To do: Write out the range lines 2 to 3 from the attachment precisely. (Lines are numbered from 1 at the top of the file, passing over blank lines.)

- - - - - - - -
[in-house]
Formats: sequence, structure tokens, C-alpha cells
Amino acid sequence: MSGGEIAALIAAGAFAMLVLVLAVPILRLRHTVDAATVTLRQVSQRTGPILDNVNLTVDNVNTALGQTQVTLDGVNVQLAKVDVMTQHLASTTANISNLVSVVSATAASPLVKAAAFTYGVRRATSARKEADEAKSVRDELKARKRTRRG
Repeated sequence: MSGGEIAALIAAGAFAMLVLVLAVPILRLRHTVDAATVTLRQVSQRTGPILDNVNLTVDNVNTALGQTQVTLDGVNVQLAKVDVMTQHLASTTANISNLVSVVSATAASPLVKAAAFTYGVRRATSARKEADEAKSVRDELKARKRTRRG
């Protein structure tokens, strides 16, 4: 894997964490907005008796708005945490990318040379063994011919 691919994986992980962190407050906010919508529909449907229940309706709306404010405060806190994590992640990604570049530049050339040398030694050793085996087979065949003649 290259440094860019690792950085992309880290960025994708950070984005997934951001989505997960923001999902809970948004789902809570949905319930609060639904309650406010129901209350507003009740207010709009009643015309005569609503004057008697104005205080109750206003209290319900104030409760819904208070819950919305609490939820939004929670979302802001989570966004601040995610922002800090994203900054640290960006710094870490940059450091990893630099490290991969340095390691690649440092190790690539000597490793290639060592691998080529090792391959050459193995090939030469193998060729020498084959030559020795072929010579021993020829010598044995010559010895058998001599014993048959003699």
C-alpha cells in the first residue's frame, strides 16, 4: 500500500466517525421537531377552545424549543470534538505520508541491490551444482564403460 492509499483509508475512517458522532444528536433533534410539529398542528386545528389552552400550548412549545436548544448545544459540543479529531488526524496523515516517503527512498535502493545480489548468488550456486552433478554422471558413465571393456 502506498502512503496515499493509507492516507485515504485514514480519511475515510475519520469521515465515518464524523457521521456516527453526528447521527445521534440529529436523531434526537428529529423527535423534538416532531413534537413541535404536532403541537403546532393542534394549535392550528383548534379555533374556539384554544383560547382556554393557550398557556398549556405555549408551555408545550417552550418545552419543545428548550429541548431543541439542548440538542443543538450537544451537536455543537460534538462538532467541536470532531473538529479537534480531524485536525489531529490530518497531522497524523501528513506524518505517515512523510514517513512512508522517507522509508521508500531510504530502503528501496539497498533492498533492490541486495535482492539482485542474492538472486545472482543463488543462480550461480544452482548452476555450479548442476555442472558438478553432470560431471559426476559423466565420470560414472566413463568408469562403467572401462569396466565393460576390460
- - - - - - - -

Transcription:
Formats: sequence, structure tokens, C-alpha cells
Amino acid sequence: MSGGEIAALIAAGAFAMLVLVLAVPILRLRHTVDAATVTLRQVSQRTGPILDNVNLTVDNVNTALGQTQVTLDGVNVQLAKVDVMTQHLASTTANISNLVSVVSATAASPLVKAAAFTYGVRRATSARKEADEAKSVRDELKARKRTRRG